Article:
In my search for love, just like many others experienced while growing up, I had an experience of disappointment and pain; I was emotionally battered after I broke up with the first person I loved. It was a relationship I cherished so much as it was my first time of experiencing those good feelings of sharing one’s affection with someone. From my perspective, the relationship was built on those boyhood fantasies that had no realistic perspective to them. At that time, was I mature for an intimate relationship?NO. Did I know what love was all about? Not at all, yet I thought I was in love with my ‘Cinderella’.
However, when it ended, it resulted to so much emotional distress and pain. It took me about 3 years to come over the effect of that broken relationship. The good part is that I did not develop a negative perception about love and relationship or categorise women as wicked in spite of my pain. I learnt so much lessons from that experience including what true love means and why undefined expectations can be destructive in a relationship. It helped me develop a clear picture of what I really wanted in a wife. Now,I can gladly say that I am better off because of that experience.
Just like me, many folks go through varied relationship breakdown at some point in their life, which either make or break them. Unfortunately, some individuals who have suffered heartbreaks, have allowed the experience to break them, stifle and inhibit their ability to love again. Such negative experience has coloured their views about the opposite sex and prevented them from maximising their opportunities for better relationships.
On the other hand, there are those who have gone through similar distressing emotional experience without letting it define their life and future relationships, rather they have used it as a springboard to learning life lessons. They have sharpened their relational skills and have moved on like nothing happened.
One of the key elements that makes a difference in how people deal with heartbreaks is MINDSET. There are two kinds of mindset: Growth mindset and Fixed mindset.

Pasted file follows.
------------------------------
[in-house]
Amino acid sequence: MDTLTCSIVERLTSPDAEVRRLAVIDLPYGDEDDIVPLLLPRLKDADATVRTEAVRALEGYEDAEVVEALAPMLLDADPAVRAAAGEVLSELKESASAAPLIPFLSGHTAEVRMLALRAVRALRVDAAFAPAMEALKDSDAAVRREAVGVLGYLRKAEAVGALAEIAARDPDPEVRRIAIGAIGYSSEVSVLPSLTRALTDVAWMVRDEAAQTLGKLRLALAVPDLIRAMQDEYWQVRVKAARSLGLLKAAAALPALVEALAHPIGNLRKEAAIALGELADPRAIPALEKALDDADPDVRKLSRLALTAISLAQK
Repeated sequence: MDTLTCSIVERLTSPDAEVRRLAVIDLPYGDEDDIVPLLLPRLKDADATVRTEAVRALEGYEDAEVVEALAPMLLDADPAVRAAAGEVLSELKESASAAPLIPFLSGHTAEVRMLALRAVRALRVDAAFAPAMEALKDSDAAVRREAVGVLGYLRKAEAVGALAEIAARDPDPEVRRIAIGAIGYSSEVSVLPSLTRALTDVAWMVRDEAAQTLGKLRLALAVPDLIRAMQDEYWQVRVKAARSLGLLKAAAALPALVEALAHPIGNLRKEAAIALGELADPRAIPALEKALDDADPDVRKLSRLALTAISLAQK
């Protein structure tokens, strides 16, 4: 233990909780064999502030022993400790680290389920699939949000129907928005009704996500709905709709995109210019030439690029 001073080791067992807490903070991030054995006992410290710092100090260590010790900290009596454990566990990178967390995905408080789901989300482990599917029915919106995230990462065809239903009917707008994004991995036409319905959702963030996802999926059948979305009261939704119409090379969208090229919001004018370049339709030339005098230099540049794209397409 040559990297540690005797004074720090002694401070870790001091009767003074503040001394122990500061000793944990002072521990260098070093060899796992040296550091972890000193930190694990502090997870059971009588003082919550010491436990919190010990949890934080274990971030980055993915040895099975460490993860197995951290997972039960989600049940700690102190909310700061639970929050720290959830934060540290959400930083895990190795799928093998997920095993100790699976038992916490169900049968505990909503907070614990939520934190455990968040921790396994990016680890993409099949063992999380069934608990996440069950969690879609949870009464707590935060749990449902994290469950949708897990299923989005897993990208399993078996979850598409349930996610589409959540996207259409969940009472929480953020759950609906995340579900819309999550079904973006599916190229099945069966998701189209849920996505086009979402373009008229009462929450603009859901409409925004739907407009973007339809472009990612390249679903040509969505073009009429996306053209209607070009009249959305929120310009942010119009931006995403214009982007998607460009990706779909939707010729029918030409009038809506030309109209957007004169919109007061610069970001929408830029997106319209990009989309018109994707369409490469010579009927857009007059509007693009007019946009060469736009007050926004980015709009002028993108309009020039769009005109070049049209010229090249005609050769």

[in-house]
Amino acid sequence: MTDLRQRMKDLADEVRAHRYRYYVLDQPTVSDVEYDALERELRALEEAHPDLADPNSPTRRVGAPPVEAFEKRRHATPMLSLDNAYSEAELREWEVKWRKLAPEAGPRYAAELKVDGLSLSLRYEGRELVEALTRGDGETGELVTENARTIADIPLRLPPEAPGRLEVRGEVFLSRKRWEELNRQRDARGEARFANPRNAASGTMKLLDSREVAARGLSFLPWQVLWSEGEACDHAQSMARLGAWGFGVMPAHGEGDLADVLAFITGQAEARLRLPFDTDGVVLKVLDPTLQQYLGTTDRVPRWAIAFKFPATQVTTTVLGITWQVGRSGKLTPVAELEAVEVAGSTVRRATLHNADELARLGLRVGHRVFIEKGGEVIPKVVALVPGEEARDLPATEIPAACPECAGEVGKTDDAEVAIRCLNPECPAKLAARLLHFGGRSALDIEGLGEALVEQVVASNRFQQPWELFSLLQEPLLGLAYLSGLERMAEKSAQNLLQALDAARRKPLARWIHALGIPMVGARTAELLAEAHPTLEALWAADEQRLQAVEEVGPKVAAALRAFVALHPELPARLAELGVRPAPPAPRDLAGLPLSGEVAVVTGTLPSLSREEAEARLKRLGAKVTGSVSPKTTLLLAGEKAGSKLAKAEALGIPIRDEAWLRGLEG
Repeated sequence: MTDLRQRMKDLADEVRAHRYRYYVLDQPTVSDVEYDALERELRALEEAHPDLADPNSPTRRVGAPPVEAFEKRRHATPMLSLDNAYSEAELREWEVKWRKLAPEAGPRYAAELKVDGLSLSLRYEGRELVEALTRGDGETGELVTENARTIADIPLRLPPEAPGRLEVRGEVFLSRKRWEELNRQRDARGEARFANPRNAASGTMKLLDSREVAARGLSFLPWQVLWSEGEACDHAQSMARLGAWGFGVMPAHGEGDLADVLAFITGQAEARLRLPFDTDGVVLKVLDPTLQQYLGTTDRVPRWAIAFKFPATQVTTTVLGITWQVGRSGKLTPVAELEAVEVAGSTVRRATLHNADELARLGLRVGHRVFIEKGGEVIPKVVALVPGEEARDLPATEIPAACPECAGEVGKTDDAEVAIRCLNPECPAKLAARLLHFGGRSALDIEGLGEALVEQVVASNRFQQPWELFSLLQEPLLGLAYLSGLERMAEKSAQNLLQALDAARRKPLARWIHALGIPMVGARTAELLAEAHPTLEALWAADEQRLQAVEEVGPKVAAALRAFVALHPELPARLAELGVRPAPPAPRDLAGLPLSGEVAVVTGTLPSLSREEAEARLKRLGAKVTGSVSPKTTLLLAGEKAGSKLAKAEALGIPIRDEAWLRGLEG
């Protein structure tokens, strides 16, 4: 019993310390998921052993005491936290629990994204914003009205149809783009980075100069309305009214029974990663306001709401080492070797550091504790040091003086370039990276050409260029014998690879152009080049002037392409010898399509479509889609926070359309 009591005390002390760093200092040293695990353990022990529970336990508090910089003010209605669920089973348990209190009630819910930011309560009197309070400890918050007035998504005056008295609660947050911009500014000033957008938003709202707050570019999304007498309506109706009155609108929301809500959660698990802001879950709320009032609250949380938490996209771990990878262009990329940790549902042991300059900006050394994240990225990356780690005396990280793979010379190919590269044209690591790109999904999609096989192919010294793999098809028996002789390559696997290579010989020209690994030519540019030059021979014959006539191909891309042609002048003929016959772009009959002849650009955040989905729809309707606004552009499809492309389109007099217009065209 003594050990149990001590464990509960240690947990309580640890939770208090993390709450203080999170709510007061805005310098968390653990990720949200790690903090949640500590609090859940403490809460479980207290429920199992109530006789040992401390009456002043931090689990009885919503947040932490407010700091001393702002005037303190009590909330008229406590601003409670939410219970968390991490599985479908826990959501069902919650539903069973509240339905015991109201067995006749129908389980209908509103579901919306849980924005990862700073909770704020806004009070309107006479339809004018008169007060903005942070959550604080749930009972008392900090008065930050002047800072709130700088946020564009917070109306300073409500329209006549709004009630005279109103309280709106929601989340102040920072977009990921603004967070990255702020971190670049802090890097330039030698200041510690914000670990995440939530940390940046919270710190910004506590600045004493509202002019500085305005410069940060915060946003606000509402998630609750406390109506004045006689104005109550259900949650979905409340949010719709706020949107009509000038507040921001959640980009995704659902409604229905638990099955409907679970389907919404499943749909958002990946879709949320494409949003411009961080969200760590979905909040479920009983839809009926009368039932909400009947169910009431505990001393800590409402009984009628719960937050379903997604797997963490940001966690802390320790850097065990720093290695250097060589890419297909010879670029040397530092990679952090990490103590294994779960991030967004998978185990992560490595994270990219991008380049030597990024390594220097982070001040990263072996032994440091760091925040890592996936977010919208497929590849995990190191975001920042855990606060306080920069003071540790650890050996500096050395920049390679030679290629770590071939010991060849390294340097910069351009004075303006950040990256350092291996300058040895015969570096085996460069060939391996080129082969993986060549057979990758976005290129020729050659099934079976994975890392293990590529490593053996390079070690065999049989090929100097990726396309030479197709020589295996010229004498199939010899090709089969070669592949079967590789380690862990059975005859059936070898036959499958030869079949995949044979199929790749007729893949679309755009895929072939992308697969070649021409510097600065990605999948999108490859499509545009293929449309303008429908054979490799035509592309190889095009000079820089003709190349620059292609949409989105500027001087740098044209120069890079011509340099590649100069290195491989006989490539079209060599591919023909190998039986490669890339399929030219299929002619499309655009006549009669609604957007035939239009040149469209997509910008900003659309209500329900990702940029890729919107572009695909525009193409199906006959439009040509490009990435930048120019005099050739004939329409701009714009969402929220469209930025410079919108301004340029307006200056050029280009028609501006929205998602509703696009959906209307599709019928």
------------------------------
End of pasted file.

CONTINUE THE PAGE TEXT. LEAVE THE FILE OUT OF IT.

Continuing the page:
“A “fixed mindset” assumes that our character, intelligence, and creative ability are static givens which we can’t change in any meaningful way, and success is the affirmation of that inherent intelligence, an assessment of how those givens measure up against an equally fixed standard; striving for success and avoiding failure at all costs become a way of maintaining the sense of being smart or skilled. A “growth mindset,” on the other hand, thrives on challenge and sees failure not as evidence of unintelligence but as a heartening springboard for growth and for stretching our existing abilities. Out of these two mindsets, which we manifest from a very early age, springs a great deal of our behaviour, our relationship with success and failure in both professional and personal contexts, and ultimately our capacity for happiness.” Carol Dweck (Mindset- The new Psychology of success)
1. Those with FIXED MINDSET do not believe in growth and learning through life experiences.
2. They are of the view that the action of one gender represents the action of all with that gender. Thus, the make a hasty generalisation.
For instance, if a man cheats on his partner, it means that all men are cheats.
3. They draw their values and self-worth from failed relationships.
4. They allow their life to revolve around the individual who jilted them.
5. They feel anger, bitterness, frustration, hatred and sometimes, wishing that the person that left could come back.
6. Other times, the wish to get back at their betrayer; they seek revenge
Hence, you hear comments like “I wish I could make him pay for all that he did to me. In their minds, they anticipate failed relationship/marriages for their offender.
They allow their experience define them, make them feel judged, worthless and labelled and unlovable. This could lead to self-fulfilling prophecy as they are most likely to suffer more heartbreaks.
On the contrary, those with GROWTH MINDSET have a better understanding about life.
1. They look inwardly to know the role they played that led to the broken relationship.
2. They identify the lessons to be learnt from the experience, what to do differently if presented with similar opportunity.
3. They move on knowing that there is more to life than being in a loving relationship.
4. They look to the future for a better relationship knowing that the best is yet to come.
5. They know that what defines them is not their relationship but who they are in God.
6. They have a positive attitude towards finding love again.
7. They are not shielded from the emotional distress of failed relationship but they suffer the pain with the right attitude.
8. They refuse to categorise the opposite gender based on their experience.
9 They refuse to empower their offender through negative emotions such as anger, hatred, revenge, bitterness.
10. They recognise that emotional healing may not be automatic but progressive and they are willing to make it happen.
Do not let what happened to you define and limit you.
Look inwardly and see what you can do better when you have the opportunity
Develop a GROWTH MINDSET
All men and women are not the same and no two relationships are the same.
If I could love and be loved again, YOU TOO CAN.